Yes, I got this. I’ve had this since the moment I ticked the box next to University of California on my application. This is what I have wanted for so, so long: and now I am here. I am here and I am waiting on the platform of Davis station, waiting for a train that will travel for two days across the Rockies and the Sierra Nevadas, all the way to Chicago.
This is not my train. This is the Zephyr. It pulls in and a couple with backpacks board, the station manager announces it over the loudspeakers, and then it pulls away, heading east, on a long journey through the mountains. Every time I come to the station I hope I will see it: this great tangible reminder of the vastness of the country I live in now, and how much of it I have left to explore. The longest train journey I know in the UK is from King’s Cross to Edinburgh, and it takes five hours. What would it be like to travel for two days across the Pioneer’s snow-capped mountains and the endless gold plains of the Midwest? There is no urgency underneath my love for this train. I have an abundance of adventure waiting for me here, in Davis, let alone in the rest of this beautiful state – but nonetheless, when Bijan will ask me much later, what next? – I’ll tell him: Chicago.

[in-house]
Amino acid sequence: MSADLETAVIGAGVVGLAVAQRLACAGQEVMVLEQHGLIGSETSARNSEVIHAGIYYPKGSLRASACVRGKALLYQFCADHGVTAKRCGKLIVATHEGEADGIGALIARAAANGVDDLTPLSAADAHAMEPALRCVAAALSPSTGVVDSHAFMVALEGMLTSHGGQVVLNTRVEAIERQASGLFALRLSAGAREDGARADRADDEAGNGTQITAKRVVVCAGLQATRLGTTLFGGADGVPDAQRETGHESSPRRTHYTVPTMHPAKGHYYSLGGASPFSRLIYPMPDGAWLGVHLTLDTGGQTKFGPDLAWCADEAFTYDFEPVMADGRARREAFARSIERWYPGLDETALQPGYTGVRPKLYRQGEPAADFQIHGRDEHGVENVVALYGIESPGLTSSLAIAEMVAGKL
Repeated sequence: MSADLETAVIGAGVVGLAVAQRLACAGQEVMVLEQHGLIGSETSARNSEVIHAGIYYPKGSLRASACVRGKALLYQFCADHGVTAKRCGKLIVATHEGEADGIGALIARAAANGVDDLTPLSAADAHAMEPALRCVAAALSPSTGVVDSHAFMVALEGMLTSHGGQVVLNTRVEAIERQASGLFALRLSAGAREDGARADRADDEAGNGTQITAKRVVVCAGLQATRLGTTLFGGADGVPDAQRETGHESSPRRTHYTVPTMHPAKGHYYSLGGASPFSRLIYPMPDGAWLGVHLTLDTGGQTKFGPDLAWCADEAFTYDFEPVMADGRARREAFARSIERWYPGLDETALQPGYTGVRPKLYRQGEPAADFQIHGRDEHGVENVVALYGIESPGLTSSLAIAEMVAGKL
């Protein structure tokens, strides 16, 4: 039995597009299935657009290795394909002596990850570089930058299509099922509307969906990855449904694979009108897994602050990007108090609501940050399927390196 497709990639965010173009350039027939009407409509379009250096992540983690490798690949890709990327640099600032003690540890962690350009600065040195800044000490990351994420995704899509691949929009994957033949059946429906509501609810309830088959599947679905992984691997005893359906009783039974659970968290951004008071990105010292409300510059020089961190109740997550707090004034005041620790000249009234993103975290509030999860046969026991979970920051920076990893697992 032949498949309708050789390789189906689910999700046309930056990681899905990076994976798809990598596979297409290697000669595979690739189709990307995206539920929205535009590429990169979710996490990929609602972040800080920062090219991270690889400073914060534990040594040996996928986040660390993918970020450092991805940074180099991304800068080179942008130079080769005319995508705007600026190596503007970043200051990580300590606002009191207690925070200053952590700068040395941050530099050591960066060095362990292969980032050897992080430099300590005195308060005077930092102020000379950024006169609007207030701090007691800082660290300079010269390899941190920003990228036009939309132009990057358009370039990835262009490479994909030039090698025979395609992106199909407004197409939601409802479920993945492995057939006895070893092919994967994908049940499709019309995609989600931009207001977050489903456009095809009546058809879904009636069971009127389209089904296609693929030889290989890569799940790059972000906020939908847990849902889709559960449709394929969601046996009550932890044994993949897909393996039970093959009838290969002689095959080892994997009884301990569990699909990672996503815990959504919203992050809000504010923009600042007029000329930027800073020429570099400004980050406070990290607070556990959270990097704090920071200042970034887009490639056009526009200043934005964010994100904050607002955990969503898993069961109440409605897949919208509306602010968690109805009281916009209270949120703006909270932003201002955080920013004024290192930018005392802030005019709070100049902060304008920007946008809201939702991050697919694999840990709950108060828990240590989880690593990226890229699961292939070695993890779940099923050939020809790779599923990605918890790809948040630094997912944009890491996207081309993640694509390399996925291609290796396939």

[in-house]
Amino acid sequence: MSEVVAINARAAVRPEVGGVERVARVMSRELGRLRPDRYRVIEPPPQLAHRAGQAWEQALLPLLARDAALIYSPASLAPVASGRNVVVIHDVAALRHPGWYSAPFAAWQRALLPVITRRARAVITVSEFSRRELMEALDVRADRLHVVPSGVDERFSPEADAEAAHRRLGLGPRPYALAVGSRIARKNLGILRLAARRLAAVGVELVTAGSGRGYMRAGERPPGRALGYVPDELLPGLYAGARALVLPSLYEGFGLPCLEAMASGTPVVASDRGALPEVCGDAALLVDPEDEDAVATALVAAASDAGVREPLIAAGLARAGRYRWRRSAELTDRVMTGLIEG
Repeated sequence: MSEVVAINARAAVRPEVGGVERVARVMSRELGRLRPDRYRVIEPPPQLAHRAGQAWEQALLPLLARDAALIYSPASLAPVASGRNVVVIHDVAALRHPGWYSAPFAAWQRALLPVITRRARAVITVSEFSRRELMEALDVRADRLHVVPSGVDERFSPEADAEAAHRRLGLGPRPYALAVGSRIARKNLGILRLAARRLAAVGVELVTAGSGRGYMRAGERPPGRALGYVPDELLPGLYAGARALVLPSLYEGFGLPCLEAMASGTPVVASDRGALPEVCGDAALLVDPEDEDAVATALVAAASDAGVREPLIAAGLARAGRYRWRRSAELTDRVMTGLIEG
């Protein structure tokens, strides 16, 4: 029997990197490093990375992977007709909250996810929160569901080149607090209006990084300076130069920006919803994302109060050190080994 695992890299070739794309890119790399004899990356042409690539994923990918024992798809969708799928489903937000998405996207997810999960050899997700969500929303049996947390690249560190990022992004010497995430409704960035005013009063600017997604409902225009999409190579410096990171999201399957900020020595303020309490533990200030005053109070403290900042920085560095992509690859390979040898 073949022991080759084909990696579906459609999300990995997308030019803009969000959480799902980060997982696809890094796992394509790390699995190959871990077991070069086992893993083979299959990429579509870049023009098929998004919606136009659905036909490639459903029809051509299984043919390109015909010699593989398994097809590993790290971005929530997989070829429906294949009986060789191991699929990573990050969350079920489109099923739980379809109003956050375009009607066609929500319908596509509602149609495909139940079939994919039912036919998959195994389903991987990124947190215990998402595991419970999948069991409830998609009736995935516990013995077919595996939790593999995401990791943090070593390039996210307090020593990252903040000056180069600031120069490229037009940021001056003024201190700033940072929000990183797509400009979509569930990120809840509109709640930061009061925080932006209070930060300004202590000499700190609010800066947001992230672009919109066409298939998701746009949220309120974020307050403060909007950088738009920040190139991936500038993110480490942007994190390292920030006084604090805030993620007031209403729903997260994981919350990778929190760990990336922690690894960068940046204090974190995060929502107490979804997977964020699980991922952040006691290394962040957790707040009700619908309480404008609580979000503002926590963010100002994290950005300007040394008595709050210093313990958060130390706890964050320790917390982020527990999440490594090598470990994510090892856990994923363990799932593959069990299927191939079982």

The train line runs right through the south of campus, and then straight across downtown, alongside 2nd Street, before it follows the highway towards Sacramento. You can hear the trains pass through Davis even from the end of Anderson: their horns bellow across the squat houses as they approach the crossroads. From classrooms in Olson and from the quad, the horns sound quarter-hour marks in the day, and if you stand on J Street you can feel the sidewalk tremble. Not yet, but later, I will become accustomed to the freight trains, a mile long, pulling slowly huge wagons on their way east. They travel mostly at night, when I am out shooting medium format in empty, forgotten spaces near the tracks, under the causeway bridge or behind Dutch Bros. You can stand on the edge of the bank and count the minutes down – one hundred seconds, two hundred – beginning to believe the clattering, moaning, titanic metal city will never pass. The last wagon always comes as a surprise and the silence it leaves is absolute.
I don’t know it today, waiting in the quiet the Zephyr has left, but in a few weeks I will be here again for the long train journey I have been hoping for. I will take the Coast Starlight twelve hours south, on the twilight leg of its thirty-four hour journey from Seattle to Los Angeles. Cierra has invited me to stay with her for Thanksgiving, my first Thanksgiving, and in Santa Barbara we will climb Lizard’s Mouth to watch the neon sunset, rummage through thrift stores downtown for Jackson Browne records (I will find two), and venture out onto the pier in the dark to see the pelicans and watch the lights dance in the ocean.